WASHINGTON (Reuters) - The U.S. military is prohibiting its deployed personnel from using geolocation features on smartphones, fitness trackers and other devices because they could create security risks by revealing their location, the Pentagon said on Monday.
The decision follows concerns raised in January when an Australian researcher’s analysis of data posted by Strava, a fitness tracking app, on activities of its users revealed locations of American forces in Syria and Iraq.
The Pentagon made public a memo issued on Friday which said the geolocation capabilities presented a “significant risk.”
“These geolocation capabilities can expose personal information, locations, routines, and numbers of Department personnel, and potentially create unintended security consequences and increased risk to the joint force and mission,” it said.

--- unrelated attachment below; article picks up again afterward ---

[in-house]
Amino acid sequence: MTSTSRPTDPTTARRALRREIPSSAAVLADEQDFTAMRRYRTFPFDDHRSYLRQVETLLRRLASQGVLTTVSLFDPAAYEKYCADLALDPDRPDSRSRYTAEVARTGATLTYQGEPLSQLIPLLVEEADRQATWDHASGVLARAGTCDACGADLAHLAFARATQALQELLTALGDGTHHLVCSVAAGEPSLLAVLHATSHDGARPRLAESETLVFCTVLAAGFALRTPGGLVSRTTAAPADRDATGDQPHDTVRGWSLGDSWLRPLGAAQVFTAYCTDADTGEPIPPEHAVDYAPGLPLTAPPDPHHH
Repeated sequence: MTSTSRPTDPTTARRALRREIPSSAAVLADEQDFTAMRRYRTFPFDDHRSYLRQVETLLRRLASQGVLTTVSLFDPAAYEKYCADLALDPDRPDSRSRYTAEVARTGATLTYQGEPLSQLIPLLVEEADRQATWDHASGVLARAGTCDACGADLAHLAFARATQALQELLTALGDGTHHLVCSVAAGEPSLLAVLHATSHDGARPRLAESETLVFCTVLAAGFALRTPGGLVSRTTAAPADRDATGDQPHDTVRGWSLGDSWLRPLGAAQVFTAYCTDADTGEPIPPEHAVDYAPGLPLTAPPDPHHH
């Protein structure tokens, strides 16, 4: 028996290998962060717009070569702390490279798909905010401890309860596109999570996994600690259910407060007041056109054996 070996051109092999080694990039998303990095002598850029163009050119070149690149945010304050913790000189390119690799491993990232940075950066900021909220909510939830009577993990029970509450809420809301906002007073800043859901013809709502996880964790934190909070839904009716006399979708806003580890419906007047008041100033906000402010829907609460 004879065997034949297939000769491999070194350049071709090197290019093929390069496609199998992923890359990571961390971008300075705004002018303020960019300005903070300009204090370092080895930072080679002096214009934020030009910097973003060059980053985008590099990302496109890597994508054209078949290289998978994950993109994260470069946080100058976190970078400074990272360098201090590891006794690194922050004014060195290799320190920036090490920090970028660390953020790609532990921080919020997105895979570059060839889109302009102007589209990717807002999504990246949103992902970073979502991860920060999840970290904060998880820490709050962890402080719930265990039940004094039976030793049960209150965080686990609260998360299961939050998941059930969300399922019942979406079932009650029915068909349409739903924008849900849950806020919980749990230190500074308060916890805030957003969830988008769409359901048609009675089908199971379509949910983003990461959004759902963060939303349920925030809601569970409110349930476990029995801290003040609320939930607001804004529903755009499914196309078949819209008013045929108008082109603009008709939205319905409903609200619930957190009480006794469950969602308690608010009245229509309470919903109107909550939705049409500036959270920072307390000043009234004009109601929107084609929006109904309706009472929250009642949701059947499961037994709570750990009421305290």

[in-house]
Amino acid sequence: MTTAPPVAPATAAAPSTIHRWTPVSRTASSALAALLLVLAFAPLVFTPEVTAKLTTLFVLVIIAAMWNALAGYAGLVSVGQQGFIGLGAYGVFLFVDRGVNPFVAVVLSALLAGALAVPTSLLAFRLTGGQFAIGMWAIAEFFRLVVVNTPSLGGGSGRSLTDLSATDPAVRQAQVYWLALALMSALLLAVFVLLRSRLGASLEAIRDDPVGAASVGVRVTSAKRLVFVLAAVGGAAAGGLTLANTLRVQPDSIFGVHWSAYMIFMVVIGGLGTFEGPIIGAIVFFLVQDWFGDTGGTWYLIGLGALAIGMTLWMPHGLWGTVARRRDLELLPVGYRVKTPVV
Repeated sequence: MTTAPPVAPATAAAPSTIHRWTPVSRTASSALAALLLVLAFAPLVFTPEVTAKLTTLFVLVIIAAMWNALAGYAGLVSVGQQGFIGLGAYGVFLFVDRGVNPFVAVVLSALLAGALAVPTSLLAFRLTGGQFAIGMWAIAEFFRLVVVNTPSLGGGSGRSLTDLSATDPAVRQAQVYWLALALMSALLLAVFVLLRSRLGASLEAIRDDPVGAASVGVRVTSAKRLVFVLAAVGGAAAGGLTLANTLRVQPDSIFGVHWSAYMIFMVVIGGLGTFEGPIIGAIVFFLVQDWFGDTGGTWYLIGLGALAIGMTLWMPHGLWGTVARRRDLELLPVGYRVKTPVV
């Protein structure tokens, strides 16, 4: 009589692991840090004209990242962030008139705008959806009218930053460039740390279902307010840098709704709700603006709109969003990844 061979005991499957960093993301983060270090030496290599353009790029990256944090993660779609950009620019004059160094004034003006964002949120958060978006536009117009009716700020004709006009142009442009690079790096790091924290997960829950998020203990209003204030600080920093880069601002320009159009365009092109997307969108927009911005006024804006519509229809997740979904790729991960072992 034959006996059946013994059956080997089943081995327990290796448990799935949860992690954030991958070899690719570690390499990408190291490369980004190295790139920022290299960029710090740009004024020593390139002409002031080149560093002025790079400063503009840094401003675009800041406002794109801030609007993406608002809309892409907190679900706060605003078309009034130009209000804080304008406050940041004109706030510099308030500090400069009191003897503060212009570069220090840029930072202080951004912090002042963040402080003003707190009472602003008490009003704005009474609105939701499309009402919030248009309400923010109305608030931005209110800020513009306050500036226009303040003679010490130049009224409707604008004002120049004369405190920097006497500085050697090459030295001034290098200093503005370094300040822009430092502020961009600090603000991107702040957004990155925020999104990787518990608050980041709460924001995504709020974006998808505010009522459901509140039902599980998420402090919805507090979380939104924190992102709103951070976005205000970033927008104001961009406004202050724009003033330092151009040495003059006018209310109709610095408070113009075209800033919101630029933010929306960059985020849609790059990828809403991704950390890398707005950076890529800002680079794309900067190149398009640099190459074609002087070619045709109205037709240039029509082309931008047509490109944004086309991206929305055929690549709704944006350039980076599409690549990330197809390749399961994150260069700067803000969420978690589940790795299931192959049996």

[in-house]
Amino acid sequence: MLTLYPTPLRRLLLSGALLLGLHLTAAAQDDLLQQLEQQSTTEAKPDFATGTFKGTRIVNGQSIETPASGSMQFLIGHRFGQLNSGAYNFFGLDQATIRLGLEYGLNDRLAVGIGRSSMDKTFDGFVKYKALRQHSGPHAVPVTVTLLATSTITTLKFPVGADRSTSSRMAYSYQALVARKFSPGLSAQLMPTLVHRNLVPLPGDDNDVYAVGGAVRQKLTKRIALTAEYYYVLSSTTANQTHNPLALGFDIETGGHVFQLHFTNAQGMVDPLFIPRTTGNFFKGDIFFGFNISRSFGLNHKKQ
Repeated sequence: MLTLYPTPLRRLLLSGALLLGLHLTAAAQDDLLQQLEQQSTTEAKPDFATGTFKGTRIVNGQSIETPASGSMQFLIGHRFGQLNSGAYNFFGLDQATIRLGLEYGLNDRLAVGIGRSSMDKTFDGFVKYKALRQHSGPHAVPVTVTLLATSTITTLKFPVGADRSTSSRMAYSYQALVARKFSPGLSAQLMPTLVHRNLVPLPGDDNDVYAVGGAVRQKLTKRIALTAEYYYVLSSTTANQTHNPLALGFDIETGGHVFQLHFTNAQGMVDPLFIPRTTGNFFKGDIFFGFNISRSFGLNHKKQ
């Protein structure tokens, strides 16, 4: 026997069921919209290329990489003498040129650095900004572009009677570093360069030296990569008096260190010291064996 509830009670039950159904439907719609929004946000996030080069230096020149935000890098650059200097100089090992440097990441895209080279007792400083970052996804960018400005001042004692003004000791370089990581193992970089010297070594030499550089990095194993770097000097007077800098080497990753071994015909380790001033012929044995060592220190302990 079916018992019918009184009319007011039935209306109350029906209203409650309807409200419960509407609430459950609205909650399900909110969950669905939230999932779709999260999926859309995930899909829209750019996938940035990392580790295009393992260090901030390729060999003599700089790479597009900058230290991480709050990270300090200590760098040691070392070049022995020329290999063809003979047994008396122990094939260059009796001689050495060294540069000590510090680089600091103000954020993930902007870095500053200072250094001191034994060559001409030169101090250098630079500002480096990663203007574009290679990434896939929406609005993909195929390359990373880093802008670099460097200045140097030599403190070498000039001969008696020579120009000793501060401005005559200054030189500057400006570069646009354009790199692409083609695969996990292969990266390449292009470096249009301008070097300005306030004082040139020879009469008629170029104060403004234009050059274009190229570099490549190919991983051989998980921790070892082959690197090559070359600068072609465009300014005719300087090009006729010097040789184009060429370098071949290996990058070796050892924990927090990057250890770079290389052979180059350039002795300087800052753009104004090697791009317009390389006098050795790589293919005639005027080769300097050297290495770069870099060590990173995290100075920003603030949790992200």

The memo said Defense Department personnel were prohibited from using “geolocation features and functionality on government and non-government-issued devices, applications, and services while in locations designated as operational areas.”
The ban takes effect immediately, it said.
Strava posted heat maps showing movements of people exercising while wearing fitness tracker devices and publicly sharing the time and location of their workouts via the app.
Outlines of U.S. outposts in Syria and Iraq could be seen in the maps because many U.S. military personnel used fitness tracking devices, while few local people own them, according to media reports.
Reporting by Mohammad Zargham; Editing by Chris Reese